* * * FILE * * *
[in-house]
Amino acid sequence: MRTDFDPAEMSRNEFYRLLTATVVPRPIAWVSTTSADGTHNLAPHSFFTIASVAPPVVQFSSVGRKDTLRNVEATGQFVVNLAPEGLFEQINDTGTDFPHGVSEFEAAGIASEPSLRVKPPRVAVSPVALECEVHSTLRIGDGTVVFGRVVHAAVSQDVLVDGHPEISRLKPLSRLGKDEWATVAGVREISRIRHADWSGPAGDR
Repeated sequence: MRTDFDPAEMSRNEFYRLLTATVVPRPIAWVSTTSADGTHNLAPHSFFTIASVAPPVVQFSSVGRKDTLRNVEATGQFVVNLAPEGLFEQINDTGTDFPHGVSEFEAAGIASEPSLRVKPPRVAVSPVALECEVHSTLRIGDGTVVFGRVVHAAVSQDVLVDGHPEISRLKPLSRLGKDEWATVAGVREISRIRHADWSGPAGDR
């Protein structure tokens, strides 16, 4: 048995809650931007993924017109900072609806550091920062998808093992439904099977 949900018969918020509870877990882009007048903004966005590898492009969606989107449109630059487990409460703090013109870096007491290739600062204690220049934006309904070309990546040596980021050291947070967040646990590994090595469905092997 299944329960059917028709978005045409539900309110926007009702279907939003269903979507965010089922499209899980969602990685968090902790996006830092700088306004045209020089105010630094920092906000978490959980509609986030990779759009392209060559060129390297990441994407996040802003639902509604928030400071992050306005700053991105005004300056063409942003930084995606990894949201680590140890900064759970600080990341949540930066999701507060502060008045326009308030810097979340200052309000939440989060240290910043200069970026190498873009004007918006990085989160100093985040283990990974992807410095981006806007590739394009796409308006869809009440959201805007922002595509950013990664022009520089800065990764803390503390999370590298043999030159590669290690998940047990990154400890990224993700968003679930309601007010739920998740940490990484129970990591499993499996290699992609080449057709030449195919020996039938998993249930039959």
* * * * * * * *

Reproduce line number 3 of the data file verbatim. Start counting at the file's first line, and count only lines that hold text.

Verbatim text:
Repeated sequence: MRTDFDPAEMSRNEFYRLLTATVVPRPIAWVSTTSADGTHNLAPHSFFTIASVAPPVVQFSSVGRKDTLRNVEATGQFVVNLAPEGLFEQINDTGTDFPHGVSEFEAAGIASEPSLRVKPPRVAVSPVALECEVHSTLRIGDGTVVFGRVVHAAVSQDVLVDGHPEISRLKPLSRLGKDEWATVAGVREISRIRHADWSGPAGDR